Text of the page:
such agreement was reached, and that the unions made the decision
to march to Ground Zero despite the police department's position after civilian and FDNY attendees of the rally expressed
support for marching to Ground Zero (Bynon Decl. Ex. G, Gallagher
Dep. 49:16-50:12.) One of the rally organizers, plaintiff Kevin
Gallagher, tried to convince the families and firefighters to
march to City Hall, but after word got out, the crowd began
chanting "we're going to Ground Zero, we're going to Ground Zero"
and, according to Gallagher, "that was it." (Bynon Decl. Ex. G,
Gallagher Dep. 62:9-63:9.)
At the rally, several individuals including union officials
spoke from a platform erected by Ground Zero construction workers
for that purpose. (Id. at 39:12-15, 54:22-25.) Some if not all
spoke critically of a reduction in labor power at the World Trade
Center site at that time. (Bynon Decl. Ex. J, Manley Dep.
99:15-22; Ex. L, Carter Dep. 110:21-111:10; Ex. M, Civitillo Dep.
152:19-153:12.) At least one of the speakers, Gallagher,
announced that at the conclusion of the rally there would be a
procession into Ground Zero to say a prayer. (Bynon Decl. Ex. G,
Gallagher Dep. 62:19-63:17; Ex. L, Carter Dep. 113:25-114:4; Ex.
J, Manley Dep. 105:14-22; Ex. K, James Dep. 70:22-25.) After the
speeches were concluded, the assembly moved en masse south on
West Street into the Restricted Zone and toward Ground Zero. En
route, the demonstrators encountered first one and then another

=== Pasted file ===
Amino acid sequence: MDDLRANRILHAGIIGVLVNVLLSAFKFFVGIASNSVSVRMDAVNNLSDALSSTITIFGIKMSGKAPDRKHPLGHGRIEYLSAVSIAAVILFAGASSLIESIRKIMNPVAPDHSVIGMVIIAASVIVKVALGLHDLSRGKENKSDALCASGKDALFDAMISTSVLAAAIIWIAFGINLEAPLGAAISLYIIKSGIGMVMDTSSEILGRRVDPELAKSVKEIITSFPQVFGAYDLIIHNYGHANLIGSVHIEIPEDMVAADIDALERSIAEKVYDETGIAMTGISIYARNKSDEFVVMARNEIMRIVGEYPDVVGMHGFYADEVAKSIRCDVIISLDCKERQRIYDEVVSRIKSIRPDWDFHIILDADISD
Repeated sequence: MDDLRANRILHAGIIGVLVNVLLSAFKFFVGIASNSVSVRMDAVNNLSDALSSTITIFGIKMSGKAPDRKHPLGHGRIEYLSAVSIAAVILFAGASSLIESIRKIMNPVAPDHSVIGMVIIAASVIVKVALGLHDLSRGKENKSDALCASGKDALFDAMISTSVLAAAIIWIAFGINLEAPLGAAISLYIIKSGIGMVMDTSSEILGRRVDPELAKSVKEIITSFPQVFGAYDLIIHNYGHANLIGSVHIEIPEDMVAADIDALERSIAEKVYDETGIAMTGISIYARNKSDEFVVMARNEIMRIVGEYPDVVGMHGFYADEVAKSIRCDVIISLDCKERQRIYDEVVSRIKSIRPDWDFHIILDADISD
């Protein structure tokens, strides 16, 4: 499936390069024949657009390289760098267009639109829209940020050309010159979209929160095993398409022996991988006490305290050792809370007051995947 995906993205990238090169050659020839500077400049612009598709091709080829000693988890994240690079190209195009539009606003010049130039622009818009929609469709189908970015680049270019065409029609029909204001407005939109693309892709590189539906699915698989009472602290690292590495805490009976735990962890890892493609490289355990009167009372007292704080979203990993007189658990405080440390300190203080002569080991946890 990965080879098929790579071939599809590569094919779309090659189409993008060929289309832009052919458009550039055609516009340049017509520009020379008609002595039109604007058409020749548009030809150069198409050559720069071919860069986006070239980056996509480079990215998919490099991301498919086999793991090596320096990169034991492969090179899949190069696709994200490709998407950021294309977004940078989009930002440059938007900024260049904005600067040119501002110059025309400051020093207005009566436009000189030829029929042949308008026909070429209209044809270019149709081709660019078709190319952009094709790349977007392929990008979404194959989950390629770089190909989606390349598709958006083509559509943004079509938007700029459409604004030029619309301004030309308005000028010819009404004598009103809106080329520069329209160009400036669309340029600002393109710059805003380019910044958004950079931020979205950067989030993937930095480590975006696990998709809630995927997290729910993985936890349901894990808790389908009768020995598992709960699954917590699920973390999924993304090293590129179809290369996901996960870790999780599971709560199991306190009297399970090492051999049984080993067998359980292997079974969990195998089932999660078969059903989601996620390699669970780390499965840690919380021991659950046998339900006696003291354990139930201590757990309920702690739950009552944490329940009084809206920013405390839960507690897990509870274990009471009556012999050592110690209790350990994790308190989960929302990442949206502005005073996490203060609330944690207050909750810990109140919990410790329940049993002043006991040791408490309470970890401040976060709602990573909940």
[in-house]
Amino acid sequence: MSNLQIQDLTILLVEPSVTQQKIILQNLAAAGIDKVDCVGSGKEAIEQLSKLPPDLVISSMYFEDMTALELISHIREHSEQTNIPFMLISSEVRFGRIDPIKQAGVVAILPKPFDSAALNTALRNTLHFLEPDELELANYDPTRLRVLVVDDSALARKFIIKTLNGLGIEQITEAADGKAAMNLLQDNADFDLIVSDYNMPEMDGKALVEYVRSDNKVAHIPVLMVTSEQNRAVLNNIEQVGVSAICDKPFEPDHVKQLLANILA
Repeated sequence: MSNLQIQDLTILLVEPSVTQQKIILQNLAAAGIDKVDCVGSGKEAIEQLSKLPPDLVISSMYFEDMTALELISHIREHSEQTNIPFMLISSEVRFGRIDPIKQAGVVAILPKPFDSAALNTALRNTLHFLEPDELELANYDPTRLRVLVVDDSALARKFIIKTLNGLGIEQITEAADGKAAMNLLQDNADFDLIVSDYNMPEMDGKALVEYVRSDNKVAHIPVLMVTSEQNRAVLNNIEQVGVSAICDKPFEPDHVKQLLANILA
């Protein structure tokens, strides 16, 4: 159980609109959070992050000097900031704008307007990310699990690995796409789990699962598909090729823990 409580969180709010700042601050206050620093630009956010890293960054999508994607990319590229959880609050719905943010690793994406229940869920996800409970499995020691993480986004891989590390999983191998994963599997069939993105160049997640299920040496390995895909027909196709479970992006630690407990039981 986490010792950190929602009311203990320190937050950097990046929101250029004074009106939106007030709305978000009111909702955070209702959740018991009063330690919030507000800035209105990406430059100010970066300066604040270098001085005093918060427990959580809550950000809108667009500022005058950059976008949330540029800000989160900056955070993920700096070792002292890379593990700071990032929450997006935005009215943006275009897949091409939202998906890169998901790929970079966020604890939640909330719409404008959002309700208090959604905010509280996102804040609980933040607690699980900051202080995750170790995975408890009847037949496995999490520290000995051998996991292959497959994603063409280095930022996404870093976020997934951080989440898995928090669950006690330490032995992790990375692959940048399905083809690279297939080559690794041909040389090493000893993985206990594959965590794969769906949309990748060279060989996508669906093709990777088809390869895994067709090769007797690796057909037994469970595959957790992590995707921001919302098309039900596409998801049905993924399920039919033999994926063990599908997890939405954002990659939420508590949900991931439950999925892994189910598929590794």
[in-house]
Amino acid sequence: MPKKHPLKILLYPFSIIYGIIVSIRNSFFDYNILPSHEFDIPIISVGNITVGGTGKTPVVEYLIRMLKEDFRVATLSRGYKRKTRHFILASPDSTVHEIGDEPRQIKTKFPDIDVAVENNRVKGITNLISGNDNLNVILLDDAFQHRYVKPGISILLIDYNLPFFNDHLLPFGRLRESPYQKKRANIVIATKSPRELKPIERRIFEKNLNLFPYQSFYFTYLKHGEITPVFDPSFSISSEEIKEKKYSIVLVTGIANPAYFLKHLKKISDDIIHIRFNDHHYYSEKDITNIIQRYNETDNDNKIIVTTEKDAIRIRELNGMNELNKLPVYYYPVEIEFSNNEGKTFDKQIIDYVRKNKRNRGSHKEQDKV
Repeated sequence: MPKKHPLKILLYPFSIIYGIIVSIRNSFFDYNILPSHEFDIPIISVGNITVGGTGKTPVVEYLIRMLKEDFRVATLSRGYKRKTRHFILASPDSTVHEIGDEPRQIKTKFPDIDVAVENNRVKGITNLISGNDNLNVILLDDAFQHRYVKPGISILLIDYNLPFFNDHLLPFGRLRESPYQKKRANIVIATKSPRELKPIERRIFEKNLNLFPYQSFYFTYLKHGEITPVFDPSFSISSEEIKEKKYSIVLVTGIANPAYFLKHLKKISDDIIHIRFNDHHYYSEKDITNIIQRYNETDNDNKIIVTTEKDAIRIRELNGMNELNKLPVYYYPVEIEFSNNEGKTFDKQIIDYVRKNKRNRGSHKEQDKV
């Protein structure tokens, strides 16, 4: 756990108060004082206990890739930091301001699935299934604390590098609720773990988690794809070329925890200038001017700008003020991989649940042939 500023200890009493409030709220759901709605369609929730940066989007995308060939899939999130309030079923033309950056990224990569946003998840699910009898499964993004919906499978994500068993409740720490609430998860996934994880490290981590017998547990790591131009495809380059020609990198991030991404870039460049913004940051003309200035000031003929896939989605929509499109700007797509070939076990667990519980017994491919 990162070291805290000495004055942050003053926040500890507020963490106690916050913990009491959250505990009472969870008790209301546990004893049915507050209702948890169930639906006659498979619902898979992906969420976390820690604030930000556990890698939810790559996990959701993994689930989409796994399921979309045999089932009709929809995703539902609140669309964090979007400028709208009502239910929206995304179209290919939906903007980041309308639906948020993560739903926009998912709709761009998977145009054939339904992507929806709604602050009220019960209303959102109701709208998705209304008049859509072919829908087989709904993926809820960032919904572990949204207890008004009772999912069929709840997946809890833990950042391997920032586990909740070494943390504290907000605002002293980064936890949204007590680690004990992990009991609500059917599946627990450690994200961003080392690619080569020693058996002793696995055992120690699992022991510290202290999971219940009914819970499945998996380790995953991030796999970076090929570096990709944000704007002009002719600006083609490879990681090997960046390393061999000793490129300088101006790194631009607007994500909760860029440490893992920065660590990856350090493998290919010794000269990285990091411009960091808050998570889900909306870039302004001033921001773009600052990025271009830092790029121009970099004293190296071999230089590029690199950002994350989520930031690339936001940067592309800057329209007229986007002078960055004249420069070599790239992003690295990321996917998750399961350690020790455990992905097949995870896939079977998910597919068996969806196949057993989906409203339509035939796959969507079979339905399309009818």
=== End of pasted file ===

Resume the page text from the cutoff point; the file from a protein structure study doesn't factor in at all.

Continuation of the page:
police barricade, one positioned just south of the demonstration
and one situated a few blocks further south, both stretching
across some portion of West Street. (Bynon Decl. Ex. J, Manley
Dep. 107:5-112:24; Ex. I, Esposito Dep. 56:13-58-10, 67:8-69:18;
Ex. K, James Dep. 72:5-10; Ex. Q, Nealon Dep. 46-48; Ex. T,
At the first barricade Police Chief Esposito stood in front of
the barricade and told the crowd that they could not march south
through the barrier. (Bynon Decl. Ex. I, Esposito Dep.
63:10-64:16.) The same warning was being given by a second
officer using a megaphone. (Id.) While most of the plaintiffs stated that they did not hear any
such warnings (Bynon Decl. Ex. H, Gorman Dep. 45:21-23; Ex. K,
James Dep. 73:9-11; Ex. G, Gallagher Dep. 79:2-10; Ex. J, Manley
Dep. 113:3-12; Ex. P, DeStefano Dep. 150:11-13; Ex. O, Tierney
Dep. 123:20-22), former plaintiff Sean Nealon testified that he
did in fact hear a police officer at the first barrier tell the
demonstrators over a megaphone "that we were not permitted to go
down to Ground Zero." (Bynon Decl. Ex. Q, Nealon Dep.
19:22-20:14; 47:11-18.) According to Police Chief Esposito, the
demonstrators picked up the barriers, pushed them aside and
continued to march south (Bynon Decl. Ex. I, Esposito Dep.
64:17-21.) Police photographs taken at the time appear to show
firefighters removing police barriers. (Bynon Decl. Ex. R, photos
##37, 38 & 39.) Further, a television news reporter who had